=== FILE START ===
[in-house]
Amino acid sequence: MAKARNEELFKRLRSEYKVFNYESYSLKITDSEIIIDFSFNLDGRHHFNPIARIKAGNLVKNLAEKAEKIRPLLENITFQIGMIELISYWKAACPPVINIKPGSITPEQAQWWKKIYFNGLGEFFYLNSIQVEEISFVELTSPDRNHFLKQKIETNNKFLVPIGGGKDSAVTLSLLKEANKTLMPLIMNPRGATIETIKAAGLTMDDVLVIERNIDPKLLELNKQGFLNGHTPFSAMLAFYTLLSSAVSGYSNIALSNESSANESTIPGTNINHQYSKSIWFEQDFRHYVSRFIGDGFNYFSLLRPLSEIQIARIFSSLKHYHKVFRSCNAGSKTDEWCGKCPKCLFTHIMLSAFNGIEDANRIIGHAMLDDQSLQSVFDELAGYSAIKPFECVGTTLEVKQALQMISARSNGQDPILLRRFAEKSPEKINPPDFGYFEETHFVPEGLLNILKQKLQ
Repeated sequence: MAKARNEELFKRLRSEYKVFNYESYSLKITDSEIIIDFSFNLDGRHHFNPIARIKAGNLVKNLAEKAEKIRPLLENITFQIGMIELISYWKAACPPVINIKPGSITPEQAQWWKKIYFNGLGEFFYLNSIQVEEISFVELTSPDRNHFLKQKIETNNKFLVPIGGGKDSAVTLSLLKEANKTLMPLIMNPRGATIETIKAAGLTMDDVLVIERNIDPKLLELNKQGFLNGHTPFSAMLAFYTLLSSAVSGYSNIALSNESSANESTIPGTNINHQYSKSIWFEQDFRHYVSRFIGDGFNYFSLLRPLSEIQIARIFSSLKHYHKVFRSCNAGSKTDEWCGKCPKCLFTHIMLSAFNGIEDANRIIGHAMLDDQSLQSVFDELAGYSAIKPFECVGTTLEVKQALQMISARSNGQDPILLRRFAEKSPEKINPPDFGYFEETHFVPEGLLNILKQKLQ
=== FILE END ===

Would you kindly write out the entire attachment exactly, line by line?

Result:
[in-house]
Amino acid sequence: MAKARNEELFKRLRSEYKVFNYESYSLKITDSEIIIDFSFNLDGRHHFNPIARIKAGNLVKNLAEKAEKIRPLLENITFQIGMIELISYWKAACPPVINIKPGSITPEQAQWWKKIYFNGLGEFFYLNSIQVEEISFVELTSPDRNHFLKQKIETNNKFLVPIGGGKDSAVTLSLLKEANKTLMPLIMNPRGATIETIKAAGLTMDDVLVIERNIDPKLLELNKQGFLNGHTPFSAMLAFYTLLSSAVSGYSNIALSNESSANESTIPGTNINHQYSKSIWFEQDFRHYVSRFIGDGFNYFSLLRPLSEIQIARIFSSLKHYHKVFRSCNAGSKTDEWCGKCPKCLFTHIMLSAFNGIEDANRIIGHAMLDDQSLQSVFDELAGYSAIKPFECVGTTLEVKQALQMISARSNGQDPILLRRFAEKSPEKINPPDFGYFEETHFVPEGLLNILKQKLQ
Repeated sequence: MAKARNEELFKRLRSEYKVFNYESYSLKITDSEIIIDFSFNLDGRHHFNPIARIKAGNLVKNLAEKAEKIRPLLENITFQIGMIELISYWKAACPPVINIKPGSITPEQAQWWKKIYFNGLGEFFYLNSIQVEEISFVELTSPDRNHFLKQKIETNNKFLVPIGGGKDSAVTLSLLKEANKTLMPLIMNPRGATIETIKAAGLTMDDVLVIERNIDPKLLELNKQGFLNGHTPFSAMLAFYTLLSSAVSGYSNIALSNESSANESTIPGTNINHQYSKSIWFEQDFRHYVSRFIGDGFNYFSLLRPLSEIQIARIFSSLKHYHKVFRSCNAGSKTDEWCGKCPKCLFTHIMLSAFNGIEDANRIIGHAMLDDQSLQSVFDELAGYSAIKPFECVGTTLEVKQALQMISARSNGQDPILLRRFAEKSPEKINPPDFGYFEETHFVPEGLLNILKQKLQ